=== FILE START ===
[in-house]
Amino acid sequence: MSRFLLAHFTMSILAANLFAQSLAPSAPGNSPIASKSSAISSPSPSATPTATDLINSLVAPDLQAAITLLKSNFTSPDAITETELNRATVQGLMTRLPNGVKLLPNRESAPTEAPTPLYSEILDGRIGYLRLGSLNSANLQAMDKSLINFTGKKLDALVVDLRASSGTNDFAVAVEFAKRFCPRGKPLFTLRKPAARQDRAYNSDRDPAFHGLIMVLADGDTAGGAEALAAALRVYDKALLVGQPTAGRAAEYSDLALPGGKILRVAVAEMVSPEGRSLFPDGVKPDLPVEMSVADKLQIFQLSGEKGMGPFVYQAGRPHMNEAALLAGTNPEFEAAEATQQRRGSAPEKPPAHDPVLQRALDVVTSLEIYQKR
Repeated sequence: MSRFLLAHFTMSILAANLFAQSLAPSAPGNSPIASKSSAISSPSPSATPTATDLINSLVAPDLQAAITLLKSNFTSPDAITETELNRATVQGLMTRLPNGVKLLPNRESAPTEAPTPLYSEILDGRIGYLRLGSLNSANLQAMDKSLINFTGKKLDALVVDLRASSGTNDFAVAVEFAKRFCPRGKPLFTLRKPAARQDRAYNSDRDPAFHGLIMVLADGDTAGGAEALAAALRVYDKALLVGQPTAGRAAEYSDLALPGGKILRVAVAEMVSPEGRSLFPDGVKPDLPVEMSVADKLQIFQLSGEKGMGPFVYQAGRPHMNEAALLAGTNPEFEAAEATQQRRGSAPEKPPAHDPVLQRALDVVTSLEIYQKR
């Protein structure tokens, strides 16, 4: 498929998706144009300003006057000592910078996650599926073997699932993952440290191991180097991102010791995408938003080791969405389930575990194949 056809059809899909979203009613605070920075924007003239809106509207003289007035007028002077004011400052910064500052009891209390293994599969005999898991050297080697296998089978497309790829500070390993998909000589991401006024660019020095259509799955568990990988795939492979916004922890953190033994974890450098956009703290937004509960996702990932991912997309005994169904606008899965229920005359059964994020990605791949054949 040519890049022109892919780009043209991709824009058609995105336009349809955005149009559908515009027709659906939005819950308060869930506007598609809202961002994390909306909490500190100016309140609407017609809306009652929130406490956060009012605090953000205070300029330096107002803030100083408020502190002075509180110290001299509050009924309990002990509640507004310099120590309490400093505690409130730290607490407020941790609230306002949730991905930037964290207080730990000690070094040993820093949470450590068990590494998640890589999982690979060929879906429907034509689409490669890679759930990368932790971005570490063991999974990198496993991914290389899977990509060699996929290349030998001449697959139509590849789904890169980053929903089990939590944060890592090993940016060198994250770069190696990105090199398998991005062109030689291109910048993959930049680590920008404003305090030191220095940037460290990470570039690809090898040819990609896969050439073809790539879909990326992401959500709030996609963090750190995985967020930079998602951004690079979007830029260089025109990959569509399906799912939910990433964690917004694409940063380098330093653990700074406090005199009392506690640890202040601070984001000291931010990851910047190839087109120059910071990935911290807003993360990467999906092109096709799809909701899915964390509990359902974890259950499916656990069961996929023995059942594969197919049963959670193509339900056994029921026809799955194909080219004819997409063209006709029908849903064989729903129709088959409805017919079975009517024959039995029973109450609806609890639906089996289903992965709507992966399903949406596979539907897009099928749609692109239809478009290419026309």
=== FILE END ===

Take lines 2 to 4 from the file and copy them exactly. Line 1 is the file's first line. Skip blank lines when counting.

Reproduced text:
Amino acid sequence: MSRFLLAHFTMSILAANLFAQSLAPSAPGNSPIASKSSAISSPSPSATPTATDLINSLVAPDLQAAITLLKSNFTSPDAITETELNRATVQGLMTRLPNGVKLLPNRESAPTEAPTPLYSEILDGRIGYLRLGSLNSANLQAMDKSLINFTGKKLDALVVDLRASSGTNDFAVAVEFAKRFCPRGKPLFTLRKPAARQDRAYNSDRDPAFHGLIMVLADGDTAGGAEALAAALRVYDKALLVGQPTAGRAAEYSDLALPGGKILRVAVAEMVSPEGRSLFPDGVKPDLPVEMSVADKLQIFQLSGEKGMGPFVYQAGRPHMNEAALLAGTNPEFEAAEATQQRRGSAPEKPPAHDPVLQRALDVVTSLEIYQKR
Repeated sequence: MSRFLLAHFTMSILAANLFAQSLAPSAPGNSPIASKSSAISSPSPSATPTATDLINSLVAPDLQAAITLLKSNFTSPDAITETELNRATVQGLMTRLPNGVKLLPNRESAPTEAPTPLYSEILDGRIGYLRLGSLNSANLQAMDKSLINFTGKKLDALVVDLRASSGTNDFAVAVEFAKRFCPRGKPLFTLRKPAARQDRAYNSDRDPAFHGLIMVLADGDTAGGAEALAAALRVYDKALLVGQPTAGRAAEYSDLALPGGKILRVAVAEMVSPEGRSLFPDGVKPDLPVEMSVADKLQIFQLSGEKGMGPFVYQAGRPHMNEAALLAGTNPEFEAAEATQQRRGSAPEKPPAHDPVLQRALDVVTSLEIYQKR
């Protein structure tokens, strides 16, 4: 498929998706144009300003006057000592910078996650599926073997699932993952440290191991180097991102010791995408938003080791969405389930575990194949 056809059809899909979203009613605070920075924007003239809106509207003289007035007028002077004011400052910064500052009891209390293994599969005999898991050297080697296998089978497309790829500070390993998909000589991401006024660019020095259509799955568990990988795939492979916004922890953190033994974890450098956009703290937004509960996702990932991912997309005994169904606008899965229920005359059964994020990605791949054949 040519890049022109892919780009043209991709824009058609995105336009349809955005149009559908515009027709659906939005819950308060869930506007598609809202961002994390909306909490500190100016309140609407017609809306009652929130406490956060009012605090953000205070300029330096107002803030100083408020502190002075509180110290001299509050009924309990002990509640507004310099120590309490400093505690409130730290607490407020941790609230306002949730991905930037964290207080730990000690070094040993820093949470450590068990590494998640890589999982690979060929879906429907034509689409490669890679759930990368932790971005570490063991999974990198496993991914290389899977990509060699996929290349030998001449697959139509590849789904890169980053929903089990939590944060890592090993940016060198994250770069190696990105090199398998991005062109030689291109910048993959930049680590920008404003305090030191220095940037460290990470570039690809090898040819990609896969050439073809790539879909990326992401959500709030996609963090750190995985967020930079998602951004690079979007830029260089025109990959569509399906799912939910990433964690917004694409940063380098330093653990700074406090005199009392506690640890202040601070984001000291931010990851910047190839087109120059910071990935911290807003993360990467999906092109096709799809909701899915964390509990359902974890259950499916656990069961996929023995059942594969197919049963959670193509339900056994029921026809799955194909080219004819997409063209006709029908849903064989729903129709088959409805017919079975009517024959039995029973109450609806609890639906089996289903992965709507992966399903949406596979539907897009099928749609692109239809478009290419026309």